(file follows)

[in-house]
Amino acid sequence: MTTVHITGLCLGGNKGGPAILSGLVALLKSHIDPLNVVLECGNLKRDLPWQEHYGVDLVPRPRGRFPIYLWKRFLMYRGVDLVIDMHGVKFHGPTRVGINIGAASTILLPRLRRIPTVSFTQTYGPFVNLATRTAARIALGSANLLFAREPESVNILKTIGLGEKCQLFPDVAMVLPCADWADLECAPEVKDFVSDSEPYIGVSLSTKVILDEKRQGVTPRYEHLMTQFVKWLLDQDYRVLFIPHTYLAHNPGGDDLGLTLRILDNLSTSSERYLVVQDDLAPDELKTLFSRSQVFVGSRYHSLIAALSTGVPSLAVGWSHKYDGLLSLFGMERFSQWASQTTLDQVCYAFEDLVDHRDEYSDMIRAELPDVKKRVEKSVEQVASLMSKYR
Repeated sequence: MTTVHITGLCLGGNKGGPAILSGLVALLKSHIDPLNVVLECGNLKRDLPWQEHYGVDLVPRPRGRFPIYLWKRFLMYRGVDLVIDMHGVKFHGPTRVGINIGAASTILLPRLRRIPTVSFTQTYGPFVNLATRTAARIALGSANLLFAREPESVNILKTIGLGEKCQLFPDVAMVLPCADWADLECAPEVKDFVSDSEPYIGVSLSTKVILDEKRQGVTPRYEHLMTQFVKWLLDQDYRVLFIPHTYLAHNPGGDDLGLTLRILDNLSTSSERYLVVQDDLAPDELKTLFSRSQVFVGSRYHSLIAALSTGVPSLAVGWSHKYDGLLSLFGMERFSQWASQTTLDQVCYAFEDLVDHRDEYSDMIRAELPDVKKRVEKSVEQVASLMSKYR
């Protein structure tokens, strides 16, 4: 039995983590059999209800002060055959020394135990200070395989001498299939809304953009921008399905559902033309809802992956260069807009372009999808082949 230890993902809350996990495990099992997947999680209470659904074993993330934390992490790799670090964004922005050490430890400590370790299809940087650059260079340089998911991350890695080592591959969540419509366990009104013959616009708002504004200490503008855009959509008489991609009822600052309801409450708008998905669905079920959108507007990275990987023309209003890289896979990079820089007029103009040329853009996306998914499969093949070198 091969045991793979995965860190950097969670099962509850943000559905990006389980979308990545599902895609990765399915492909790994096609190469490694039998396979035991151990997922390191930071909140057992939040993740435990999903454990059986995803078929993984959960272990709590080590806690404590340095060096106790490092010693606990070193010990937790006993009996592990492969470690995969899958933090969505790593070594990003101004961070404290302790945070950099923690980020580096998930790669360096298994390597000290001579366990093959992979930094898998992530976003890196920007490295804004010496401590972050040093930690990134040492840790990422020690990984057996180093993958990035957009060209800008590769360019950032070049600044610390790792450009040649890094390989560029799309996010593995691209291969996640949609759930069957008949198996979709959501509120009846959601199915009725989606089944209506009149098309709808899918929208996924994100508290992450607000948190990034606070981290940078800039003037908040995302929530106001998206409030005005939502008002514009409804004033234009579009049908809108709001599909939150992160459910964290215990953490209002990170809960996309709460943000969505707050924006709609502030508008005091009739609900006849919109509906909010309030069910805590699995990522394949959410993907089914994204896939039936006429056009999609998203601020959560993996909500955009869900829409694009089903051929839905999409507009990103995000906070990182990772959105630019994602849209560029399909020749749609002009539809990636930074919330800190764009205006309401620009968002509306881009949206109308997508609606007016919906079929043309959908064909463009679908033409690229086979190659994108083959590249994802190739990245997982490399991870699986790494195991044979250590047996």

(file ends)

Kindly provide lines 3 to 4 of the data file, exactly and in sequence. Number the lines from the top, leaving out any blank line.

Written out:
Repeated sequence: MTTVHITGLCLGGNKGGPAILSGLVALLKSHIDPLNVVLECGNLKRDLPWQEHYGVDLVPRPRGRFPIYLWKRFLMYRGVDLVIDMHGVKFHGPTRVGINIGAASTILLPRLRRIPTVSFTQTYGPFVNLATRTAARIALGSANLLFAREPESVNILKTIGLGEKCQLFPDVAMVLPCADWADLECAPEVKDFVSDSEPYIGVSLSTKVILDEKRQGVTPRYEHLMTQFVKWLLDQDYRVLFIPHTYLAHNPGGDDLGLTLRILDNLSTSSERYLVVQDDLAPDELKTLFSRSQVFVGSRYHSLIAALSTGVPSLAVGWSHKYDGLLSLFGMERFSQWASQTTLDQVCYAFEDLVDHRDEYSDMIRAELPDVKKRVEKSVEQVASLMSKYR
């Protein structure tokens, strides 16, 4: 039995983590059999209800002060055959020394135990200070395989001498299939809304953009921008399905559902033309809802992956260069807009372009999808082949 230890993902809350996990495990099992997947999680209470659904074993993330934390992490790799670090964004922005050490430890400590370790299809940087650059260079340089998911991350890695080592591959969540419509366990009104013959616009708002504004200490503008855009959509008489991609009822600052309801409450708008998905669905079920959108507007990275990987023309209003890289896979990079820089007029103009040329853009996306998914499969093949070198 091969045991793979995965860190950097969670099962509850943000559905990006389980979308990545599902895609990765399915492909790994096609190469490694039998396979035991151990997922390191930071909140057992939040993740435990999903454990059986995803078929993984959960272990709590080590806690404590340095060096106790490092010693606990070193010990937790006993009996592990492969470690995969899958933090969505790593070594990003101004961070404290302790945070950099923690980020580096998930790669360096298994390597000290001579366990093959992979930094898998992530976003890196920007490295804004010496401590972050040093930690990134040492840790990422020690990984057996180093993958990035957009060209800008590769360019950032070049600044610390790792450009040649890094390989560029799309996010593995691209291969996640949609759930069957008949198996979709959501509120009846959601199915009725989606089944209506009149098309709808899918929208996924994100508290992450607000948190990034606070981290940078800039003037908040995302929530106001998206409030005005939502008002514009409804004033234009579009049908809108709001599909939150992160459910964290215990953490209002990170809960996309709460943000969505707050924006709609502030508008005091009739609900006849919109509906909010309030069910805590699995990522394949959410993907089914994204896939039936006429056009999609998203601020959560993996909500955009869900829409694009089903051929839905999409507009990103995000906070990182990772959105630019994602849209560029399909020749749609002009539809990636930074919330800190764009205006309401620009968002509306881009949206109308997508609606007016919906079929043309959908064909463009679908033409690229086979190659994108083959590249994802190739990245997982490399991870699986790494195991044979250590047996």